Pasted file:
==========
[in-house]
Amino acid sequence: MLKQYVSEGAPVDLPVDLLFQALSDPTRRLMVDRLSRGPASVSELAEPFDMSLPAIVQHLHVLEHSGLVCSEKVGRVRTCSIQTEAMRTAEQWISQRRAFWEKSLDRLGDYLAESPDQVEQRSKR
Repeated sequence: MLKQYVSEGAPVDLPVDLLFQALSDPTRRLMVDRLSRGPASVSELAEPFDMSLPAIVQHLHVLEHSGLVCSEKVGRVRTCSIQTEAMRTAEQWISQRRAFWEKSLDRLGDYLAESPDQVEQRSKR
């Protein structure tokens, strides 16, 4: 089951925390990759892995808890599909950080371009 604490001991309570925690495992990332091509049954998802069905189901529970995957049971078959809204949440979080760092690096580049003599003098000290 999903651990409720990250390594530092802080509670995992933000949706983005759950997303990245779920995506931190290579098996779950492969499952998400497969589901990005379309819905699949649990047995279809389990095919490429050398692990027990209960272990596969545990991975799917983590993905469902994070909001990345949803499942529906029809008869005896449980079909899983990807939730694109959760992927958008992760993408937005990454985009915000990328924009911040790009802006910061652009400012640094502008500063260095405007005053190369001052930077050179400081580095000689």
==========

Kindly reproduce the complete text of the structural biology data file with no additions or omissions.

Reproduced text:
[in-house]
Amino acid sequence: MLKQYVSEGAPVDLPVDLLFQALSDPTRRLMVDRLSRGPASVSELAEPFDMSLPAIVQHLHVLEHSGLVCSEKVGRVRTCSIQTEAMRTAEQWISQRRAFWEKSLDRLGDYLAESPDQVEQRSKR
Repeated sequence: MLKQYVSEGAPVDLPVDLLFQALSDPTRRLMVDRLSRGPASVSELAEPFDMSLPAIVQHLHVLEHSGLVCSEKVGRVRTCSIQTEAMRTAEQWISQRRAFWEKSLDRLGDYLAESPDQVEQRSKR
């Protein structure tokens, strides 16, 4: 089951925390990759892995808890599909950080371009 604490001991309570925690495992990332091509049954998802069905189901529970995957049971078959809204949440979080760092690096580049003599003098000290 999903651990409720990250390594530092802080509670995992933000949706983005759950997303990245779920995506931190290579098996779950492969499952998400497969589901990005379309819905699949649990047995279809389990095919490429050398692990027990209960272990596969545990991975799917983590993905469902994070909001990345949803499942529906029809008869005896449980079909899983990807939730694109959760992927958008992760993408937005990454985009915000990328924009911040790009802006910061652009400012640094502008500063260095405007005053190369001052930077050179400081580095000689």